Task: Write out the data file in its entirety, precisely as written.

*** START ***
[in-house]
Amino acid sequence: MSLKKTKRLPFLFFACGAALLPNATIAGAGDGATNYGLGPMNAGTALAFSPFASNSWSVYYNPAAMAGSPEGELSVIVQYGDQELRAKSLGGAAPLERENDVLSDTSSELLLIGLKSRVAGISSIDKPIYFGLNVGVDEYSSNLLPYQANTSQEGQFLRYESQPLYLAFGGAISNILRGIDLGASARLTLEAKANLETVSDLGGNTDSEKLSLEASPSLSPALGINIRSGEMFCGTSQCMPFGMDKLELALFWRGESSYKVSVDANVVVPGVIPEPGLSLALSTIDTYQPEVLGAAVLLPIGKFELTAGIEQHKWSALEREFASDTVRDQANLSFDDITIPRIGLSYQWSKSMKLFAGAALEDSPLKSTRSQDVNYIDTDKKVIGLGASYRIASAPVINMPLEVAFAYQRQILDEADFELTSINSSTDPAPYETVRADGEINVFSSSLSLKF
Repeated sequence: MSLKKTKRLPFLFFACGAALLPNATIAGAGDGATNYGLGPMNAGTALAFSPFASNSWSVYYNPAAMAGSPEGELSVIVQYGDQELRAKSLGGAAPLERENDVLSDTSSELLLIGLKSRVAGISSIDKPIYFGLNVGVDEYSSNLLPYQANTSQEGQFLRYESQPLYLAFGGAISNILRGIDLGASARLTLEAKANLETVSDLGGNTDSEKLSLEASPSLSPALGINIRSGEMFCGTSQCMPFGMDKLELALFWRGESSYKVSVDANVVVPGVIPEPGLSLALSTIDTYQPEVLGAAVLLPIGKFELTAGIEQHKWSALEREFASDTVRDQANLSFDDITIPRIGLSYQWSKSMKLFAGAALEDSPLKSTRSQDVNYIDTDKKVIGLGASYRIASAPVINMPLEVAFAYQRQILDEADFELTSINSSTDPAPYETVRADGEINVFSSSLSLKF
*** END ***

[in-house]
Amino acid sequence: MSLKKTKRLPFLFFACGAALLPNATIAGAGDGATNYGLGPMNAGTALAFSPFASNSWSVYYNPAAMAGSPEGELSVIVQYGDQELRAKSLGGAAPLERENDVLSDTSSELLLIGLKSRVAGISSIDKPIYFGLNVGVDEYSSNLLPYQANTSQEGQFLRYESQPLYLAFGGAISNILRGIDLGASARLTLEAKANLETVSDLGGNTDSEKLSLEASPSLSPALGINIRSGEMFCGTSQCMPFGMDKLELALFWRGESSYKVSVDANVVVPGVIPEPGLSLALSTIDTYQPEVLGAAVLLPIGKFELTAGIEQHKWSALEREFASDTVRDQANLSFDDITIPRIGLSYQWSKSMKLFAGAALEDSPLKSTRSQDVNYIDTDKKVIGLGASYRIASAPVINMPLEVAFAYQRQILDEADFELTSINSSTDPAPYETVRADGEINVFSSSLSLKF
Repeated sequence: MSLKKTKRLPFLFFACGAALLPNATIAGAGDGATNYGLGPMNAGTALAFSPFASNSWSVYYNPAAMAGSPEGELSVIVQYGDQELRAKSLGGAAPLERENDVLSDTSSELLLIGLKSRVAGISSIDKPIYFGLNVGVDEYSSNLLPYQANTSQEGQFLRYESQPLYLAFGGAISNILRGIDLGASARLTLEAKANLETVSDLGGNTDSEKLSLEASPSLSPALGINIRSGEMFCGTSQCMPFGMDKLELALFWRGESSYKVSVDANVVVPGVIPEPGLSLALSTIDTYQPEVLGAAVLLPIGKFELTAGIEQHKWSALEREFASDTVRDQANLSFDDITIPRIGLSYQWSKSMKLFAGAALEDSPLKSTRSQDVNYIDTDKKVIGLGASYRIASAPVINMPLEVAFAYQRQILDEADFELTSINSSTDPAPYETVRADGEINVFSSSLSLKF